Woe – Withdrawal

woe-withdrawalYour average person perceives music as good and bad, with a whole lot of bad and some good. The truth is more shocking: truly bad is rare like truly good, but the vast majority is just so-so.

So-so occurs not because an album has too much bad, but because it doesn’t have enough good. And this isn’t a by-the-pound determination. It needs to be good in a number of ways, including structurally and conceptually, or it devolves into chaos. Randomness. Disorder.

The average album usually has no defects. The instrumentation is good, the production is good, and individual members put in strong performances. They can write songs according to the book, and often have a unique concept. It just doesn’t hold together because it lacks a central idea.

Withdrawal is an example of a truly bad album. It is not bad because it is incompetent, but because it is whore. Woe takes the techniques of orthodox black metal and applies them to hard rock with touches of indie. This produces disorder with a face value different from its content.

On the surface, this album emulates Gorgoroth and Darkthrone’s Transilvanian Hunger; a little bit under the surface, you find Ulver and Taake. Dig down deep enough and you find recycled Def Leppard and Quiet Riot riffs, with repetitive use of black metalTM technique like blast beats, melodic drone, bad production, and so forth.

As a product, Withdrawal is great because it’s open to everyone. On the surface, it’s rebellion; underneath, it’s the same complacent crap your parents were listening to. Maybe it’s a good pop album; I got bored halfway through. But it’s not black metal.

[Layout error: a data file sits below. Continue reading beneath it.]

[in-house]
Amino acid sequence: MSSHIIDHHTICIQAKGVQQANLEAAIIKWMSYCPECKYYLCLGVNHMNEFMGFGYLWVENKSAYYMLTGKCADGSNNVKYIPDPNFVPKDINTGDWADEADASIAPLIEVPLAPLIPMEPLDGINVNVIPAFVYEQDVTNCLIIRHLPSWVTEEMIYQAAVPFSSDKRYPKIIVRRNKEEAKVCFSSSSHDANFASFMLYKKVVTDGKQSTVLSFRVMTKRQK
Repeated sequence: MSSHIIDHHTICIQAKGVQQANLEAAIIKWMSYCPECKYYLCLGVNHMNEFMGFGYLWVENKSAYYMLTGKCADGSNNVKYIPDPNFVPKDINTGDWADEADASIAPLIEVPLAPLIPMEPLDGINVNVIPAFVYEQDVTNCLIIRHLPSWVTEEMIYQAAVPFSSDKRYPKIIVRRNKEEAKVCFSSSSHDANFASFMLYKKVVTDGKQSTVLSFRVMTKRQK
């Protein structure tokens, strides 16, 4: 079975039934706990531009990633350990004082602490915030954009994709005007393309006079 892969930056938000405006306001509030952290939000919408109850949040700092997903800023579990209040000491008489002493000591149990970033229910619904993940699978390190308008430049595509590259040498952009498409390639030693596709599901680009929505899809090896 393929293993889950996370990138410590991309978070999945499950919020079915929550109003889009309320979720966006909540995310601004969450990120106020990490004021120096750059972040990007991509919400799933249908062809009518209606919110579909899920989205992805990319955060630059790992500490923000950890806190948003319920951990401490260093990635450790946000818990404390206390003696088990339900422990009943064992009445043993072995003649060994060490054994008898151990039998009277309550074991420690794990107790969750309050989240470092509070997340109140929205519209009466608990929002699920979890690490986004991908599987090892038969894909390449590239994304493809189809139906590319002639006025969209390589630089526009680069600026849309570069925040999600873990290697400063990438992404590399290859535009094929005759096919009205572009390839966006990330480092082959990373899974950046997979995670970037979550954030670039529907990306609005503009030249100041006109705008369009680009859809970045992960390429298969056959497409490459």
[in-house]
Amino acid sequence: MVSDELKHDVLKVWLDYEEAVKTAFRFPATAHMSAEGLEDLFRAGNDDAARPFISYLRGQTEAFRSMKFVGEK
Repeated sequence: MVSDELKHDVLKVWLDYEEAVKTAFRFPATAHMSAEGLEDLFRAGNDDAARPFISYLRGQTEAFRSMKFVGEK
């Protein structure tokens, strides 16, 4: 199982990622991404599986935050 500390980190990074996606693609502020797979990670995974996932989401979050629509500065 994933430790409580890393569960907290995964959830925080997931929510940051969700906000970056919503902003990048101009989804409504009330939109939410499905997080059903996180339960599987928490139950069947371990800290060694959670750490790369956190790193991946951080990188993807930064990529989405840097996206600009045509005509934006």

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4 thoughts on “Woe – Withdrawal

  1. Lord Mosher says:

    This is a prog rock album from 1973. I’d like to share it with you guys
    because the music is beautiful and is a treat for those who look for the
    Metal Spirit in old school prog rock.

    With titles like “As day breaks” and Lord of the Incubus” this album
    will appeal to fans of Heavy Metal (Merciful Fate, King Diamond, Dark Tranquillity),
    plus the first track is a rock opera that anticipates what Bathory would
    later do on Hammerheart.

    YouTube full album here:
    Fruupp – Future Legends 1973 [Full album]

  2. Linnaeus says:

    I can’t quite understand how this type of music has any appeal. It seems like shallow “intellectual” emotionalism played in mediocre music. At least some old hard rock had conviction, even if it wasn’t of the most noble subjects.

  3. While I agree with this being awful, I think it’s only as awful as Ulver, Agalloch, and other pretend black metallers could be. It’s not awful enough to stand on its own like a monument to failure (Soulfly), but it could go in the pile of disgrace that is the modern metal scene.

    1. Soulfly doesn’t pretend to be anything. It was proto nu metal. Woe pretends to be black metal.

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